We acknowledge the Reformation in our church because it was the Reformation that precipitated the founding of our denomination. For years up until the Reformation, in the early 1500’s, the church had been charged with false teaching and abusing its authority. There were some who had tried to institute change within the church but were met with much opposition by those in authority. Often times, the church simply killed those who wanted change and seemingly posed a threat. The church wasn’t interested in significant reform. It wanted to keep the status quo, and those in authority wanted to preserve their authority and influence over the laity. Leading the church that way was much easier than trying to accommodate the desires and wishes of those who demanded reform.
As time went on, the church could no longer ignore the demands for reform. The clamor for change got louder and louder. More and more pressure was exerted on the church. Eventually, the church had to come to terms with the new religious landscape in Europe that had emerged as a result of the Reformation. No longer was there just one church. After the Reformation, several denominations appeared, Lutheranism being one of them.
Our church has its roots in the Reformation. We identify ourselves as being Lutheran. We’ve been around for about 500 years. We didn’t just pop up on the scene of history recently. We have a long tradition.
Now maybe some of us are curious as to why we are called Lutherans. Well, it’s because a man by the name of Martin Luther---not Martin Luther King Jr. the civil rights leader—exposed the false teachings of the church at that time. When it came to the teaching of salvation, the church taught that it was our good works which allow us into heaven. Our good works take center stage instead of Jesus’ death and resurrection from the dead. But Martin Luther insisted that it was faith in Jesus that mattered most in salvation. As a matter of fact, he quoted the apostle Paul, our very text, to prove his point.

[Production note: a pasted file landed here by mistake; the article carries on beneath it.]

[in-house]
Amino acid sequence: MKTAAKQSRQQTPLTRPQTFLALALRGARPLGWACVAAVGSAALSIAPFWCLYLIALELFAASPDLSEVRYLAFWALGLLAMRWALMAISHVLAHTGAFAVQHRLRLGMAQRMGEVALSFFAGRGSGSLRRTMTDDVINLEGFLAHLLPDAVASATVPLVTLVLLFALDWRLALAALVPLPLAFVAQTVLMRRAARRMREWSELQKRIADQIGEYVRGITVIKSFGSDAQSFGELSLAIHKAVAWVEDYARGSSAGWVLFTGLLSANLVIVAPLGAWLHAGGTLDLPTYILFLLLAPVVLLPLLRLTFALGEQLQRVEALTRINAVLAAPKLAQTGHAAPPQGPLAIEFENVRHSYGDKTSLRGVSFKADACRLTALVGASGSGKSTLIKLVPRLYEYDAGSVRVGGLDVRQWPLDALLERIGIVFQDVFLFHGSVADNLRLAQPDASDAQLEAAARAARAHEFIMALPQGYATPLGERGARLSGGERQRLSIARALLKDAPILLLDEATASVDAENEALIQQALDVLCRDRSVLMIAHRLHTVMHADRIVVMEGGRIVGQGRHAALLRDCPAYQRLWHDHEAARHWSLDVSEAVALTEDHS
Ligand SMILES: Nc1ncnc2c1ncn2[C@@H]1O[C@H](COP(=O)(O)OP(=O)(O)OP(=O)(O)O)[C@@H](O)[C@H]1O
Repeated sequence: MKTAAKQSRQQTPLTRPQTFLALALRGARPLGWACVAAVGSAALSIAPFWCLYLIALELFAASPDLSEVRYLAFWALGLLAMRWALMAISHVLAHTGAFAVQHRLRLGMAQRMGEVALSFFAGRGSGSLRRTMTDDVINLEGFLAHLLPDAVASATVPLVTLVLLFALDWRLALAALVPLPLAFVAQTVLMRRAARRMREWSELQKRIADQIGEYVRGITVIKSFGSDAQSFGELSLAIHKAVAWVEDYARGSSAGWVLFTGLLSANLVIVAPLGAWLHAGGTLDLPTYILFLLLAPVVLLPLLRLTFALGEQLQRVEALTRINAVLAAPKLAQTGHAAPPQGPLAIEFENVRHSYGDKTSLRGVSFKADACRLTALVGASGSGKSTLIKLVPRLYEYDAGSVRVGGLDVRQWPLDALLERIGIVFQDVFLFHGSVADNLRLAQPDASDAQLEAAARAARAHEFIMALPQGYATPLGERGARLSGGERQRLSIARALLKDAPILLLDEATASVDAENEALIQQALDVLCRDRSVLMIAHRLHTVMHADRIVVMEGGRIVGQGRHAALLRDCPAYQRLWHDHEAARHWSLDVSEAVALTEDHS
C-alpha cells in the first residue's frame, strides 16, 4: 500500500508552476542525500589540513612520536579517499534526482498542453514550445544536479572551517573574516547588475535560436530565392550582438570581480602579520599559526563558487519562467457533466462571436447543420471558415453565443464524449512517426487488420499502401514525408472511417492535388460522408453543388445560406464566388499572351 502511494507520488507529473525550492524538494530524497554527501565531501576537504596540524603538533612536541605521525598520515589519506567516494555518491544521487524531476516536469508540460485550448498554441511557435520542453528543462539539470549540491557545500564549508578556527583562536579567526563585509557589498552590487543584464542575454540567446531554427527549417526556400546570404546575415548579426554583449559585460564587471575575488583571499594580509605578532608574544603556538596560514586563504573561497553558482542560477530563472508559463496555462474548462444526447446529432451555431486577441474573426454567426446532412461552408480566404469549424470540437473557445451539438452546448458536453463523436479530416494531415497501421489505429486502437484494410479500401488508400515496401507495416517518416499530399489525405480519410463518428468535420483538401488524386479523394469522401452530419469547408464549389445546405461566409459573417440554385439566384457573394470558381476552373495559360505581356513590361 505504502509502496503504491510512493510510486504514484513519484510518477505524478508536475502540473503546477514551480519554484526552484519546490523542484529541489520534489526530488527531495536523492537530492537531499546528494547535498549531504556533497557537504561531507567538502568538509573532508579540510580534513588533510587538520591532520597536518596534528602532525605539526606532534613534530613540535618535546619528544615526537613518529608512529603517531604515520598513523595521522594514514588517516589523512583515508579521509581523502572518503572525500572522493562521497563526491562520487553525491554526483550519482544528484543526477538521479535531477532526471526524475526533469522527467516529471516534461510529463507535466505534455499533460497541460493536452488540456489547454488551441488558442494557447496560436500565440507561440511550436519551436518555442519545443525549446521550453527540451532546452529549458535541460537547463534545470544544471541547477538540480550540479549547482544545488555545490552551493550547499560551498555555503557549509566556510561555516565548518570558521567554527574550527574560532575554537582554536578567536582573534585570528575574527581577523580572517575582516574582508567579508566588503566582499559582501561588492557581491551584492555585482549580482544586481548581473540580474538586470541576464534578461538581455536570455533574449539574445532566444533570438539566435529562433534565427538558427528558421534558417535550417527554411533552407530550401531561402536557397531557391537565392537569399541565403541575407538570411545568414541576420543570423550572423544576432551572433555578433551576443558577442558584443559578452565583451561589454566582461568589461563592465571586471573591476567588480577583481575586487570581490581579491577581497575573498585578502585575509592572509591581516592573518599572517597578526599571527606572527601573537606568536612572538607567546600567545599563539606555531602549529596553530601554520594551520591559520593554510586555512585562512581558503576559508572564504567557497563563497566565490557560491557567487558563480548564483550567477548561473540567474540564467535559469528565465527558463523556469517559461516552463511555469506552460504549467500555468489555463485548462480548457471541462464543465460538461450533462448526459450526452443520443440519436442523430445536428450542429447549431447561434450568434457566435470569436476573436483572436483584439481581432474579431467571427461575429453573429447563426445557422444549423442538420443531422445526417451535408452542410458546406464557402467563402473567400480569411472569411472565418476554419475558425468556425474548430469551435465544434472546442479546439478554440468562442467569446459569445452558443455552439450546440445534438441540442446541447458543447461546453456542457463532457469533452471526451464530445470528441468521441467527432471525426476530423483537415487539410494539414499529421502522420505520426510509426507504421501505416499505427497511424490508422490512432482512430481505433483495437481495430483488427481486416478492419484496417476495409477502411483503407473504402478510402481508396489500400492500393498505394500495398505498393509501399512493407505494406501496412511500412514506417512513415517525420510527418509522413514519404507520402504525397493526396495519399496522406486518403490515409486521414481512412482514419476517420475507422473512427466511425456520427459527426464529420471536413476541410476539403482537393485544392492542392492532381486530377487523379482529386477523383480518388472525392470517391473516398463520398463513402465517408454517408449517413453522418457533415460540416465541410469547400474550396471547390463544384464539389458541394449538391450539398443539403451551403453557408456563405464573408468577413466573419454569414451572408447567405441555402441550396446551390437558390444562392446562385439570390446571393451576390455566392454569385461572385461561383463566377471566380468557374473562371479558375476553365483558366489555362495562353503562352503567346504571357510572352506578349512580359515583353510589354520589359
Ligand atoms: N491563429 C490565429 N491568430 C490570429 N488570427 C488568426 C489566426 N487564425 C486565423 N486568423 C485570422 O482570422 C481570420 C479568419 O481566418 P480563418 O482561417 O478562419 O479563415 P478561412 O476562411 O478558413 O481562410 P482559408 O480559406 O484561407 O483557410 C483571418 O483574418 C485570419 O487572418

Martin Luther was excommunicated from the church. But this didn’t stop him from continuing to reform the teachings of the church. He went on to translate the Bible into German for the German people. He wrote hymns, established schools, and continued to produce theological writings. His followers became known as Lutherans. That’s how we got the name Lutheran. We have decided to follow the teachings of Martin Luther because they are an accurate interpretation of the Bible.
The main reason we identify as being Lutherans is because we agree with Martin Luther that faith in God’s Son, Jesus Christ, is the only way a person can enter into God’s kingdom. There is no other way. As Paul says in our text, we are justified by our faith in Jesus Christ, not by the good works we have done. It’s the good work of Jesus that saves us. We cannot save ourselves.
That’s why we make a big deal about the Reformation. That’s why we acknowledge it each year. The Reformation was all about restoring the truth.
I realize that many people today have probably never heard of the Reformation. It wasn’t taught to them in school. To be honest, I’m not sure what is taught in schools any more. Anyway, not too many people are familiar with events that changed the religious landscape of 500 years a go and can still be seen today. Many people think that because the Reformation happened a long time ago it’s no longer relevant for us today. It no longer has a message for us.